Enough with this internet googling business.
When I need ideas for landscaping and home design why am I not drawing more inspiration from the other homes in my neighborhood? After all, most are from roughly the same time period (1950s-1960s), the neighbors are all dealing with the same soil and vegetation issues, and I would assume our budgets for creating a gorgeous front garden and entryway are probably in the same neighborhood (literally). So armed with Heath, the doodles and my Nikon, I decided to capture some of my favorite neighborhood images to stash away in my idea bank.
Idea Two—The natural privacy fence.
Obviously building a fence or some other permanent structure is one way to create separation between you and your neighbor, but getting creative with plants is appealing as well (and probably cheaper). The only drawback is it takes patience for the plants to grow to appropriate privacy height…and patience is not one of my virtues. Still, I can admire the patience of others and appreciate what they have done to create privacy with plants.
Idea Three— The unconventional details.
I’ve already implemented this in my backyard with wine bottles and a repurposed pallet, but having an unconventional element in the front garden has it’s bonuses, too. It generates interest and sets your house apart from some of the others in the hood.
Idea Four—The curbside garden.
In the past, I tended to think of frontyard landscaping and gardens as existing closer to the house, hiding the foundation and framing the structure. But dozens of our neighbors have built their gardens all the way out to the street and I love it. It’s less lawn to deal with and its visually appealing too.
One of the deciding factors that led us to choose our house over others we were looking at, was the neighborhood. The streets are wide and wonderfully walkable. The trees are towering and mature, and each house has its own unique features. We adore our hood and hope to draw dozens of more inspirations from it in the future.
This weekend was one for lots of little projects, but my favorite may have been creating a planter for an empty galvanized tank we have long been ignoring.
For a while we debated whether to turn our tank into a fish pond water feature or to use it as a colorful entry planter. Some of these inspiration photos really pushed me over the edge when it came to deciding its fate.
Both options were appealing and had their pros and cons, but at the end of the day, a planter seemed more low maintenance. So we we went to work to make it happen.
Step 2: Layer with peat moss and potting soil. A lot of potting soil. We underestimated just how much at first, but those tanks don’t mess around and can hold a healthy amount. We ended up needing to make a few return trips to Home Depot for more. I think we ended up using something like 5 bags.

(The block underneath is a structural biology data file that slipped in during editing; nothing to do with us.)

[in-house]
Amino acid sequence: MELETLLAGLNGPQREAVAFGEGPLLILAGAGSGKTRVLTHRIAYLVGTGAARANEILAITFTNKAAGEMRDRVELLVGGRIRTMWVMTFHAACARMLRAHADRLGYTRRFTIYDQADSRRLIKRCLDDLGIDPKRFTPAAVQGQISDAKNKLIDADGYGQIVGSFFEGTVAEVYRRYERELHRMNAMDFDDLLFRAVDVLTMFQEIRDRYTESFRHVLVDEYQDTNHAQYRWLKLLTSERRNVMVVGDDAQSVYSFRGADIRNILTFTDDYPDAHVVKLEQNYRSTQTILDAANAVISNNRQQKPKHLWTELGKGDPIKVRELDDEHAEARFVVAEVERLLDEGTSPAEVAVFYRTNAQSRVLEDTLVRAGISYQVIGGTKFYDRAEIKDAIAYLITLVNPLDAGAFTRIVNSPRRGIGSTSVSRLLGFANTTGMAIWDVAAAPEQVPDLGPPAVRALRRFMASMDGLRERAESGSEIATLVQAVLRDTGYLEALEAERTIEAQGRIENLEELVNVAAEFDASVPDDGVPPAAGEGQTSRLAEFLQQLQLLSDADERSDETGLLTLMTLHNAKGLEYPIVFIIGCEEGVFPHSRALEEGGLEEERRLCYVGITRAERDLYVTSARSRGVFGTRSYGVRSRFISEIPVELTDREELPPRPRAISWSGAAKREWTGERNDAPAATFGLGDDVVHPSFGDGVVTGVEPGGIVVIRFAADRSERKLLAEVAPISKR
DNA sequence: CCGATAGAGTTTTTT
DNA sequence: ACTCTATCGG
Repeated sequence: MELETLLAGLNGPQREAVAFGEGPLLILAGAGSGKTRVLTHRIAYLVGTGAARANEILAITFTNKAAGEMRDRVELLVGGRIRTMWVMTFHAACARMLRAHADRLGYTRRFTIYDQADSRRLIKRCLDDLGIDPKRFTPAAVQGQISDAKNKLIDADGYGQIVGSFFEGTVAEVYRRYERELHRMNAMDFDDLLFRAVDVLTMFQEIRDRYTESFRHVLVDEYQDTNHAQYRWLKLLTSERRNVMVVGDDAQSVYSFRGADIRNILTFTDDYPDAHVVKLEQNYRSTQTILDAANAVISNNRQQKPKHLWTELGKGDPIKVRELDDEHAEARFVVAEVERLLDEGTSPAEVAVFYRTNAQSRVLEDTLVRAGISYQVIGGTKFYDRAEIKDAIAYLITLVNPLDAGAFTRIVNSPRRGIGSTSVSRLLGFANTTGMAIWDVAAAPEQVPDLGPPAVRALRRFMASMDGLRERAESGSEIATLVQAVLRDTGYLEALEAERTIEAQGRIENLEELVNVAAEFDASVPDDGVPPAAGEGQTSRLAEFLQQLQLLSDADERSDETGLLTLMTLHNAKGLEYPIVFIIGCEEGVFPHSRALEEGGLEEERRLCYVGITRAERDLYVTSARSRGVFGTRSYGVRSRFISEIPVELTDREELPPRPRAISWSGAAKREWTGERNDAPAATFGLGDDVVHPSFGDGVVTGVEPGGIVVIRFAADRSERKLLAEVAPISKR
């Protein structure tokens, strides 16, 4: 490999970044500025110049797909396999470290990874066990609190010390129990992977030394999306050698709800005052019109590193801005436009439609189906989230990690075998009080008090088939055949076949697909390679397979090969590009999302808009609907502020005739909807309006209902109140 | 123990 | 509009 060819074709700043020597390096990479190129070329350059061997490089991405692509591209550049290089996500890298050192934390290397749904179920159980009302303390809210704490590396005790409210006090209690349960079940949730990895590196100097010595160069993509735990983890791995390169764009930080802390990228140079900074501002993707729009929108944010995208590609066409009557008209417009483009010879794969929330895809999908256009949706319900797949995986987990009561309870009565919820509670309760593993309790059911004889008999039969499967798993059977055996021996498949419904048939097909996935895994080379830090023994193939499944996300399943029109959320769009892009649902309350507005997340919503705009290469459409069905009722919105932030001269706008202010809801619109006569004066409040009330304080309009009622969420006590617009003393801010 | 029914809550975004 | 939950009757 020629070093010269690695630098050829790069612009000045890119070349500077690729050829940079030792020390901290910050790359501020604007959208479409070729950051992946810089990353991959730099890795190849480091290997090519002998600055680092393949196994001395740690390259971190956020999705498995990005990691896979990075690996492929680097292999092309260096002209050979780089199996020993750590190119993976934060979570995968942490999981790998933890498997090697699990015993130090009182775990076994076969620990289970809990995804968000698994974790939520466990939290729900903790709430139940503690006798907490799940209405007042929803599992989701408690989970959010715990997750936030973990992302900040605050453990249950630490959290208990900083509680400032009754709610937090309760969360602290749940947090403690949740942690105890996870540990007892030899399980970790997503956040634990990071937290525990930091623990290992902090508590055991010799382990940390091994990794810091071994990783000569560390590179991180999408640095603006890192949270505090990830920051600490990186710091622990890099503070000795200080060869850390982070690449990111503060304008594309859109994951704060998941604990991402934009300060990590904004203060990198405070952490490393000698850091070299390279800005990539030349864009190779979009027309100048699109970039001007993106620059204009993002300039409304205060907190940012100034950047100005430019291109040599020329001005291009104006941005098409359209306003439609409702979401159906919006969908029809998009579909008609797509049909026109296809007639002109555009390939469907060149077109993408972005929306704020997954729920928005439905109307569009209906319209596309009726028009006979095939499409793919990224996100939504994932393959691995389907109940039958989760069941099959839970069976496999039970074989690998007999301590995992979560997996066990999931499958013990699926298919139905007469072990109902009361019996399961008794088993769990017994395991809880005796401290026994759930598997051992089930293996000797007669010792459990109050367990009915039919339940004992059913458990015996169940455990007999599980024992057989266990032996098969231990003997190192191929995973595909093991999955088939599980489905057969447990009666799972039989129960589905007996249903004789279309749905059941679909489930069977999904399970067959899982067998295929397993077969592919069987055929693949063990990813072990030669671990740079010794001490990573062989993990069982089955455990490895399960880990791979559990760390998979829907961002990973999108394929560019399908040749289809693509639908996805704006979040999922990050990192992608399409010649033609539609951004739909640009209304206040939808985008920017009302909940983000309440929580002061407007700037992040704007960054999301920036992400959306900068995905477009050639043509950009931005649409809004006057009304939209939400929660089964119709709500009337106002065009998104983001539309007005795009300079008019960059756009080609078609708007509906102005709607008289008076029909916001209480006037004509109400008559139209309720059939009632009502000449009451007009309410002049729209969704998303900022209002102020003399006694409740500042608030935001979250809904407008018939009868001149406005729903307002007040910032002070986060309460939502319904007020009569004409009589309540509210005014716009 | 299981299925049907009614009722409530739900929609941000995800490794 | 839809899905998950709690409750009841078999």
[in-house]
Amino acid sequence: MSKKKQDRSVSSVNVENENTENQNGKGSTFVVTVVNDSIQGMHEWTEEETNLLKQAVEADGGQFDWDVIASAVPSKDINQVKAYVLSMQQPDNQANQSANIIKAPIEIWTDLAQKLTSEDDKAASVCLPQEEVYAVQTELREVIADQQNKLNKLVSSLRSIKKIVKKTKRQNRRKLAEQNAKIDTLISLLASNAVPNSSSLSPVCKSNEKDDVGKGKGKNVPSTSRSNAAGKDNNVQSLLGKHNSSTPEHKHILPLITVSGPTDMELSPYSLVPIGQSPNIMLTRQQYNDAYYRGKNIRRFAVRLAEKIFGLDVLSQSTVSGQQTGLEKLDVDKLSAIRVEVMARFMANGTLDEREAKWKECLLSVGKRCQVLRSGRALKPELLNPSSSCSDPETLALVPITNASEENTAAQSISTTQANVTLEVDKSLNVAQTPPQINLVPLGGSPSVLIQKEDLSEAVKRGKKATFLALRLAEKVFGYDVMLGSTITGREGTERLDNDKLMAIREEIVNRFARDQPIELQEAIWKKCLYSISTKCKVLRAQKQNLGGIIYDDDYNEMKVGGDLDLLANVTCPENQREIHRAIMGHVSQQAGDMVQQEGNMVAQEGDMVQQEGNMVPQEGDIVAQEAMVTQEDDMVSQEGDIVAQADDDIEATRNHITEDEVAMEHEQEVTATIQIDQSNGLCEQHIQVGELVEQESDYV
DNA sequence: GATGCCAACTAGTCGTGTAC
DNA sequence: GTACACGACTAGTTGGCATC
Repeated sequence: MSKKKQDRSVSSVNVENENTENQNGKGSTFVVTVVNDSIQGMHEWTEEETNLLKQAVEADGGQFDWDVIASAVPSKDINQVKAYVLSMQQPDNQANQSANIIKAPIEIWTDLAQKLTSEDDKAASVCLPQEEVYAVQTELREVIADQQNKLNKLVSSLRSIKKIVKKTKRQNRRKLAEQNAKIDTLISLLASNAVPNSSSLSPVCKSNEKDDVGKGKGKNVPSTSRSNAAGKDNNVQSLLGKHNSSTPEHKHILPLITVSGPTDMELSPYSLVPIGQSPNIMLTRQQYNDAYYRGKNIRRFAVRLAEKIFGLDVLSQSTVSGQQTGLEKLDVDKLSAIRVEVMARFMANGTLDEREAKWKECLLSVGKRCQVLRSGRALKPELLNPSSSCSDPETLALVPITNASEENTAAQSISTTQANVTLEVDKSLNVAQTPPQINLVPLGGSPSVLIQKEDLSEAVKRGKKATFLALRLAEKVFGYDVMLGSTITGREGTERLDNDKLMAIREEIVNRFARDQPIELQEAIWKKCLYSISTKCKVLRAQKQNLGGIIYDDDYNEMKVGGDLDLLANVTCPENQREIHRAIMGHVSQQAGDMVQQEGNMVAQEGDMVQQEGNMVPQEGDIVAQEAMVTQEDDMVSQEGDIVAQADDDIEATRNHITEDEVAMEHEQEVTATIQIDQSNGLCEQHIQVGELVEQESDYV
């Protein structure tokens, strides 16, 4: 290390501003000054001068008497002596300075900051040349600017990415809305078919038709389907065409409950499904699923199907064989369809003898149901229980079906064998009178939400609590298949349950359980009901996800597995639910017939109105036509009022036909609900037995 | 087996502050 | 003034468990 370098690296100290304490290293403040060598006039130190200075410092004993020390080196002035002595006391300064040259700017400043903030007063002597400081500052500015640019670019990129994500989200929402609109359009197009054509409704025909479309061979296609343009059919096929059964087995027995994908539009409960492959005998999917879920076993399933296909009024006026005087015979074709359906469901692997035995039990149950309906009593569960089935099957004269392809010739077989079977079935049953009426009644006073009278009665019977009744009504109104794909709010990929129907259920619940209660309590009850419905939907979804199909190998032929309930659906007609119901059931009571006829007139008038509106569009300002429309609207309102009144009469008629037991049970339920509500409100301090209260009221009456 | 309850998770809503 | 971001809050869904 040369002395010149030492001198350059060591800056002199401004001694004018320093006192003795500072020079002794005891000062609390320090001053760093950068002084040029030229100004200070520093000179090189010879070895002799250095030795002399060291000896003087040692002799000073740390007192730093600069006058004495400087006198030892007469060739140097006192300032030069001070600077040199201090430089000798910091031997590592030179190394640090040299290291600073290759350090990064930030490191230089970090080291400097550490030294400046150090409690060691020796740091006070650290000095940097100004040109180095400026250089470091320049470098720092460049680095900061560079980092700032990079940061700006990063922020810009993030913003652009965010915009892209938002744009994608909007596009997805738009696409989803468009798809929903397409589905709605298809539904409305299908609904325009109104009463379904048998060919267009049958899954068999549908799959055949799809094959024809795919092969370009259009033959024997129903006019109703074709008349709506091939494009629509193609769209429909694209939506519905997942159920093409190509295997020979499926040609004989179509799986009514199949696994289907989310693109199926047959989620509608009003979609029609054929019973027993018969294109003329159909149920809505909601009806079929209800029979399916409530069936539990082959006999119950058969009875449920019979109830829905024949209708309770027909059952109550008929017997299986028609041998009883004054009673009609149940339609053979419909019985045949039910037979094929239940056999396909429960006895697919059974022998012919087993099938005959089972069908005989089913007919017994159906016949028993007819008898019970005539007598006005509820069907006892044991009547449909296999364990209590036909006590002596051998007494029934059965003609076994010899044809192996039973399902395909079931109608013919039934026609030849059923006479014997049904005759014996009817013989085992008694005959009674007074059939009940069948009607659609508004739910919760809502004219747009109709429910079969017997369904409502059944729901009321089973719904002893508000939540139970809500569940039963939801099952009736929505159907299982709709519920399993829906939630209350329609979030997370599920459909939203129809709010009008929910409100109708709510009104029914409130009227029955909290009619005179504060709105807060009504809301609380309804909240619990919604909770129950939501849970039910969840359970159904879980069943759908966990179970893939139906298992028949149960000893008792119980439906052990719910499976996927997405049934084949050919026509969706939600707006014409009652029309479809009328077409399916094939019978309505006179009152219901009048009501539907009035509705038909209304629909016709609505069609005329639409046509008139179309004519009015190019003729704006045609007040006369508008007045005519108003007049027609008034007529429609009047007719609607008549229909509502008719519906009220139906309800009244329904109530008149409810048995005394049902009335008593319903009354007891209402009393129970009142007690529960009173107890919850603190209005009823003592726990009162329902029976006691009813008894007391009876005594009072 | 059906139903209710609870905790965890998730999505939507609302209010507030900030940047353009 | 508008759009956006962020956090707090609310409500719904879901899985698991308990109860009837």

Step 3: Once the soil is in, choose your plants and stage your area to figure out where everything will live before you get to digging.
We knew we wanted a variety of texture, height and color in the planter to keep things interesting, and we knew we needed things that could do well in the heat and sun. Our final selections included:
- Heat tolerant pink geraniums (for color)
- Fortnight lily (for height)
- Ice plant (For drooping over the side and giving it a waterfall-ish look. We have had incredible luck with our ice plants, it’s one of the few that seems impossible to kill, even in Texas heat.)
- Sedum (for ground cover)
Step 4: Put them in the planter and you’re done! I love the end result.
- Galvanized Planter: Free (It was a gift, thanks Mom)
- Plants: $30
- Packing Peanuts: $21 (3 bags at $7 a piece)
- Soil and Peat Moss: $21 (5 bags of potting soil, 1 of peat moss)
- Total: $72.
The whole project took less than an hour to put together, including travel time to and from the Home Depot to get materials, and it cost less than $100 to implement. I’m embarrassed we let it sit empty for so long. Now we have a beautiful planter that makes a huge statement to our backyard visitors. I can’t wait to see how it changes and grows over time.
I like a little formality outdoors. It’s odd, for sure. Especially when you consider that the rest of my house and design tastes are anything but fancy pantsy formal. Nevertheless. That’s the design I keep going back to as we continue to build our garden plan.
Maybe I like it because formal gardens remind me of the garden where we got married…
Or maybe I just like socking it to nature. “Haha, plants! You will grow how I tell you to grow!” But whatever the reason, when it comes to my yard, I am prone to design outdoor spaces that appear clean and controlled but still creative and colorful.
The contrast of being in a natural space but retaining a sense of order is extremely appealing, and, for me, the straight edges and streamlined design help the different colors and contrasting textures appear more vivid.
I am not exactly sure how we will navigate our yard so that it appears formal and orderly, what with chickens and labradoodles romping around everywhere, but it’s certainly a challenge that has my wheels turning.
This week, to celebrate springtime and to soak up some garden inspiration, Heath, the maternal unit and I headed to South Austin for a pilgrimage to the Lady Bird Johnson Wildflower Center. Mission accomplished. We got some great ideas for doing some native gardening. Check it out!